California: Millions of California voters saw same-party races on November’s ballot and left the space blank | Los Angeles Times

As November’s election results become clear, so does a new California conundrum: Voters may like the top-two primary — which doesn’t guarantee any political party a spot on the fall ballot — but a lot of them skipped last month’s contests in which the only choices were candidates with the same party affiliation. It was not a lack of enthusiasm for the election. The percentage of registered voters who turned out was the highest for a regular gubernatorial election since 1982. Final results, expected later this week, will show about 12.7 million ballots cast statewide. But some races were left blank, in what elections officials call an “under-vote.” The reasons vary — some voters get confused or forget, and others simply don’t like either of the two contenders.

A review of results from all 20 statewide races — eight constitutional offices including governor, the U.S. Senate and 11 ballot propositions — found three races were passed over by millions of voters. In each, both hopefuls were Democrats and the under-vote was substantial.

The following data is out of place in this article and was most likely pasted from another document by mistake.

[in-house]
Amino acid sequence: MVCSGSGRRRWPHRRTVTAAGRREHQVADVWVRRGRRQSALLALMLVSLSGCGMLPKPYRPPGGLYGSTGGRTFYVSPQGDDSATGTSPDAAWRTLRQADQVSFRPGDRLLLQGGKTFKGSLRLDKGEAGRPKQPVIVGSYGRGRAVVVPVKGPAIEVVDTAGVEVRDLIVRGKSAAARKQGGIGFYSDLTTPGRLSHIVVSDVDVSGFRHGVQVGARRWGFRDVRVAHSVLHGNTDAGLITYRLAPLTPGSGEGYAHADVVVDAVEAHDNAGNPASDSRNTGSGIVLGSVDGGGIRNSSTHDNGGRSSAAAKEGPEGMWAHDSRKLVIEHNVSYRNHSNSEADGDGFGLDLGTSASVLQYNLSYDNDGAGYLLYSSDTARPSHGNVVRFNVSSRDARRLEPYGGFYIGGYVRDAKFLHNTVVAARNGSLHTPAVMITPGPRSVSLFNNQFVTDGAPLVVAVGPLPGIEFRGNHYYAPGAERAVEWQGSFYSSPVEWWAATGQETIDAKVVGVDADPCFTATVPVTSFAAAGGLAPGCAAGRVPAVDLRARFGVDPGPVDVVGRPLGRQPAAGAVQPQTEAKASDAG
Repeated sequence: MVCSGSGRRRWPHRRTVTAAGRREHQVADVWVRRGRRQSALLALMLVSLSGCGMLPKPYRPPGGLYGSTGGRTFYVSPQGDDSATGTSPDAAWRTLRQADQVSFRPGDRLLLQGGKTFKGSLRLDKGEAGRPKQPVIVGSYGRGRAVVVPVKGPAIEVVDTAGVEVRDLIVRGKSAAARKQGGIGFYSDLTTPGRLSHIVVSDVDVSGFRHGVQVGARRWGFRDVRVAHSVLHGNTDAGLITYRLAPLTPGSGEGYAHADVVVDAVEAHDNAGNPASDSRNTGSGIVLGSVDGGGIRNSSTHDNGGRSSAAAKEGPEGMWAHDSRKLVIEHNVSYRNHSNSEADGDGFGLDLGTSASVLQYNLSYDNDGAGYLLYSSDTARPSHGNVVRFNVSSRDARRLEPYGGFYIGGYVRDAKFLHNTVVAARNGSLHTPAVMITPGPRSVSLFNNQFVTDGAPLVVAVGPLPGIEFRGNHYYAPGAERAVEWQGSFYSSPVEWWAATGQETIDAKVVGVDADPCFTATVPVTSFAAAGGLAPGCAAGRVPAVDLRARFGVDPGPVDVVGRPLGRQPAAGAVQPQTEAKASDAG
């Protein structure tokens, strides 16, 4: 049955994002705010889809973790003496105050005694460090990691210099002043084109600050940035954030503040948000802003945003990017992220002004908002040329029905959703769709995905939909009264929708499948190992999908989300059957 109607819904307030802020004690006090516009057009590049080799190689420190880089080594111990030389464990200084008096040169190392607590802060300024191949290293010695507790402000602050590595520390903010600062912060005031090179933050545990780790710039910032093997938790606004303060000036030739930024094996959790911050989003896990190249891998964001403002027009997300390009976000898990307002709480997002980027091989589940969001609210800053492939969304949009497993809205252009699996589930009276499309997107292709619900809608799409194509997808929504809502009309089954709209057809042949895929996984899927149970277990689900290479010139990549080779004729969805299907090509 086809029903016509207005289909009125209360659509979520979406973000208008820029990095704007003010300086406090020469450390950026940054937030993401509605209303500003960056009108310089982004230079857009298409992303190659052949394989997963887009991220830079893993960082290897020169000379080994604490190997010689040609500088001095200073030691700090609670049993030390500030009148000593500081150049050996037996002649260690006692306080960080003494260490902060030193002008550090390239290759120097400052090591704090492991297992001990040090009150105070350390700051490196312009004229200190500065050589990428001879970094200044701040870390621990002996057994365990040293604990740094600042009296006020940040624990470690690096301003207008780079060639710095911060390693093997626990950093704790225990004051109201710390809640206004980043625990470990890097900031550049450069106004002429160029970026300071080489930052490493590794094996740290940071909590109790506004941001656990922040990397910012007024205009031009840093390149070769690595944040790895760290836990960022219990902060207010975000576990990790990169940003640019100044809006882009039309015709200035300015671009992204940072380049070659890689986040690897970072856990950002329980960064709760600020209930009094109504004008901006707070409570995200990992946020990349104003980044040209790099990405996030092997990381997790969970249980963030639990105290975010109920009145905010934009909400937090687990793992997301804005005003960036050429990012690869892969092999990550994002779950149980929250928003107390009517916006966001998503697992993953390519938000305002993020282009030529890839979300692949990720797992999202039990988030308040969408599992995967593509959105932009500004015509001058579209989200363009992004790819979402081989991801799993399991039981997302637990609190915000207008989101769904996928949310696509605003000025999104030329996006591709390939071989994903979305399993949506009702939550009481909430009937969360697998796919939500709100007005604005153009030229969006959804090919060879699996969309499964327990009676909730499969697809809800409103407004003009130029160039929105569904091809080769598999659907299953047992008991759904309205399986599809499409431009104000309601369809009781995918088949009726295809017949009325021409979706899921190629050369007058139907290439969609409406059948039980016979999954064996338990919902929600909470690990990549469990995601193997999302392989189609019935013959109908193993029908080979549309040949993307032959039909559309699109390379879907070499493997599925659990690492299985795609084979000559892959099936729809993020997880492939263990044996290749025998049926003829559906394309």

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Most glaring is a comparison between the total number of votes in the races for governor and lieutenant governor. Only 2% of California ballots didn’t have a selection in the governor’s race won by Gov.-elect Gavin Newsom, while 18% — nine times as many — skipped voting for or against Lt. Gov.-elect Eleni Kounalakis. In all, more than 2 million voters declined to pick the person who replaces the governor in the event of death, resignation or when he travels outside California.

Sure, the job doesn’t have much political sizzle. But in 2010 and 2014, 95% of all ballots had a selection for lieutenant governor. Even in this year’s June primary to winnow the field there were votes on almost 92% of ballots. Simply put, a sizable number of California voters were less enthusiastic by the fall.

Full Article: Millions of California voters saw same-party races on November’s ballot and left the space blank – Los Angeles Times.

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